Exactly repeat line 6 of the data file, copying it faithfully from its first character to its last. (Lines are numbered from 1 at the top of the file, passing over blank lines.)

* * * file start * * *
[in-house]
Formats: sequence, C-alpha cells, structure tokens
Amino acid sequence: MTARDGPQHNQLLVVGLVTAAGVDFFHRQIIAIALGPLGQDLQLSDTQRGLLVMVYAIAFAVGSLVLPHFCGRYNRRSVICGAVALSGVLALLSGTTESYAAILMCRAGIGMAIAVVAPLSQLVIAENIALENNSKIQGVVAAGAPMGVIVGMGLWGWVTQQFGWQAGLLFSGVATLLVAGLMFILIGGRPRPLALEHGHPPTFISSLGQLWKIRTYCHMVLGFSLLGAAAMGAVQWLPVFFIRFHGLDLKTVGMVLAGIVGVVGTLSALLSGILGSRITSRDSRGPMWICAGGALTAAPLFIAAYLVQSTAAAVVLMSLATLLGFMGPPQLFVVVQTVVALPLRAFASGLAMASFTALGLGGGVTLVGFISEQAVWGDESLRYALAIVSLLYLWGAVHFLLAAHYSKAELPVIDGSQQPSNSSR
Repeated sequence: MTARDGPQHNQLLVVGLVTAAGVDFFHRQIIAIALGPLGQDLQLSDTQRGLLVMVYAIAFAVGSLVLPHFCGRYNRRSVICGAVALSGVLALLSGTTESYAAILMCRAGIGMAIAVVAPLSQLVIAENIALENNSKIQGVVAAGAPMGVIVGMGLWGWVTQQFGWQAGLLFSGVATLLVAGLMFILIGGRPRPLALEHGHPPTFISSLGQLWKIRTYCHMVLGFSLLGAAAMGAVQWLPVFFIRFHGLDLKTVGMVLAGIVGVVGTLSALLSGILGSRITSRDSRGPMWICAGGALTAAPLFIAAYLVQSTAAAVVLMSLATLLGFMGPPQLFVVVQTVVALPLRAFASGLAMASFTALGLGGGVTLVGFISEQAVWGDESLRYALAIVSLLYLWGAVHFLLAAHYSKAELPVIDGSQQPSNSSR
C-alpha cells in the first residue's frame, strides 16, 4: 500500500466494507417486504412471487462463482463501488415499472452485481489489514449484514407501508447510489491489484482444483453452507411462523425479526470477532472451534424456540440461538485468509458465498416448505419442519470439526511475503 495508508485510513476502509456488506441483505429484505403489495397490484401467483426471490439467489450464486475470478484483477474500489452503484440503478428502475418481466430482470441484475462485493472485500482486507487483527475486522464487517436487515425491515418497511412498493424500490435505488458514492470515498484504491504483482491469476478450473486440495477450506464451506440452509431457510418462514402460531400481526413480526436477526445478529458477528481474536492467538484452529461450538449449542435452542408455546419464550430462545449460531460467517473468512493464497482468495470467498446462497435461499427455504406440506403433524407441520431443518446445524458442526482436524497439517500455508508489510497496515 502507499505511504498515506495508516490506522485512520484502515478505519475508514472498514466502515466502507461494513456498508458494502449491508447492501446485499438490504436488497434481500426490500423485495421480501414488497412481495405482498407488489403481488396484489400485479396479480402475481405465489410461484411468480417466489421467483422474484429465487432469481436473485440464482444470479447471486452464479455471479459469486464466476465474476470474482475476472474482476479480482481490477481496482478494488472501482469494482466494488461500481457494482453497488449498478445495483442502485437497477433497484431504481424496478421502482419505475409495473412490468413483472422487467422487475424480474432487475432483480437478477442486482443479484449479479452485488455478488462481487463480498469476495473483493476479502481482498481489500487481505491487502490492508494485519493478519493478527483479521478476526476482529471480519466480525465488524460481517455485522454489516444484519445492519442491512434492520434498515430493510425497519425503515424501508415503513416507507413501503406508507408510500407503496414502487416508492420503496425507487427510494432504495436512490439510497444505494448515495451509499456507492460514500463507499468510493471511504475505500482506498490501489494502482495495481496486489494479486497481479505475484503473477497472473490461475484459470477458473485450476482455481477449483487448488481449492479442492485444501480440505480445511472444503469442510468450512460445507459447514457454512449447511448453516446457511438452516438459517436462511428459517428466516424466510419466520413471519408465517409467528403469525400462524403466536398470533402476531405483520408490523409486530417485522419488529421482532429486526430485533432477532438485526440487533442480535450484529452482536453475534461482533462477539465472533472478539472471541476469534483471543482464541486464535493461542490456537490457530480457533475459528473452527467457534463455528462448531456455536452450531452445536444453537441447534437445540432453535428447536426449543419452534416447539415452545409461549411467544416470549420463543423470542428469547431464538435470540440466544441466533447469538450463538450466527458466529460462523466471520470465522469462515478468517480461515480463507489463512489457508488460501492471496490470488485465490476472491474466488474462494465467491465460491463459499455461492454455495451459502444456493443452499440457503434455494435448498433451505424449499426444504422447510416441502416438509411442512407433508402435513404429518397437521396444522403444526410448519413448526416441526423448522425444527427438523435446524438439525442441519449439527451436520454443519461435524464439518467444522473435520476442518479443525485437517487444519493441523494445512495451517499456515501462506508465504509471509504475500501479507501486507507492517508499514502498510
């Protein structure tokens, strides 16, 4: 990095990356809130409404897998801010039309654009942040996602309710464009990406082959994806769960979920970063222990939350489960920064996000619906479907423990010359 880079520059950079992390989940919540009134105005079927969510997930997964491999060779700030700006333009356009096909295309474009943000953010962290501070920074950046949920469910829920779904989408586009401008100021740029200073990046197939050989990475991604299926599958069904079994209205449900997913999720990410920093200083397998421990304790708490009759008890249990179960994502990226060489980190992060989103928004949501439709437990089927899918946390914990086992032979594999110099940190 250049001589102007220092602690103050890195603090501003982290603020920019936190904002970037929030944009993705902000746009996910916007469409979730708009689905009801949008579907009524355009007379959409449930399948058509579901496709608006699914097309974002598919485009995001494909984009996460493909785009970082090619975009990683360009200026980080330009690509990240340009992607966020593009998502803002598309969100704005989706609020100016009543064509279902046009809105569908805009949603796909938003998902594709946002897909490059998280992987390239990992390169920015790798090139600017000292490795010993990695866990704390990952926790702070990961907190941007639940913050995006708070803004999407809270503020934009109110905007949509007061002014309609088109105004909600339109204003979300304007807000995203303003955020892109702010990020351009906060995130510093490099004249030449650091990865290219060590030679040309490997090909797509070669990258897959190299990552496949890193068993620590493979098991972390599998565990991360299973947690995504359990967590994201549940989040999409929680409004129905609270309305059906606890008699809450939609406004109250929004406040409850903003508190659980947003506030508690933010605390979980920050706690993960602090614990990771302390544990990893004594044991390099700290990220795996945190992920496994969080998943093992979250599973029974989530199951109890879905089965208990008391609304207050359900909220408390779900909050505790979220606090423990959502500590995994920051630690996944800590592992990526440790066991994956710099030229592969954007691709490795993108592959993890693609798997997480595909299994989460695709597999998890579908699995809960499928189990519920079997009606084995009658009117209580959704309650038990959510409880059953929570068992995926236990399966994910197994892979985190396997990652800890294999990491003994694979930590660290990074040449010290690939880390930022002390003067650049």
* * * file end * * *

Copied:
């Protein structure tokens, strides 16, 4: 990095990356809130409404897998801010039309654009942040996602309710464009990406082959994806769960979920970063222990939350489960920064996000619906479907423990010359 880079520059950079992390989940919540009134105005079927969510997930997964491999060779700030700006333009356009096909295309474009943000953010962290501070920074950046949920469910829920779904989408586009401008100021740029200073990046197939050989990475991604299926599958069904079994209205449900997913999720990410920093200083397998421990304790708490009759008890249990179960994502990226060489980190992060989103928004949501439709437990089927899918946390914990086992032979594999110099940190 250049001589102007220092602690103050890195603090501003982290603020920019936190904002970037929030944009993705902000746009996910916007469409979730708009689905009801949008579907009524355009007379959409449930399948058509579901496709608006699914097309974002598919485009995001494909984009996460493909785009970082090619975009990683360009200026980080330009690509990240340009992607966020593009998502803002598309969100704005989706609020100016009543064509279902046009809105569908805009949603796909938003998902594709946002897909490059998280992987390239990992390169920015790798090139600017000292490795010993990695866990704390990952926790702070990961907190941007639940913050995006708070803004999407809270503020934009109110905007949509007061002014309609088109105004909600339109204003979300304007807000995203303003955020892109702010990020351009906060995130510093490099004249030449650091990865290219060590030679040309490997090909797509070669990258897959190299990552496949890193068993620590493979098991972390599998565990991360299973947690995504359990967590994201549940989040999409929680409004129905609270309305059906606890008699809450939609406004109250929004406040409850903003508190659980947003506030508690933010605390979980920050706690993960602090614990990771302390544990990893004594044991390099700290990220795996945190992920496994969080998943093992979250599973029974989530199951109890879905089965208990008391609304207050359900909220408390779900909050505790979220606090423990959502500590995994920051630690996944800590592992990526440790066991994956710099030229592969954007691709490795993108592959993890693609798997997480595909299994989460695709597999998890579908699995809960499928189990519920079997009606084995009658009117209580959704309650038990959510409880059953929570068992995926236990399966994910197994892979985190396997990652800890294999990491003994694979930590660290990074040449010290690939880390930022002390003067650049």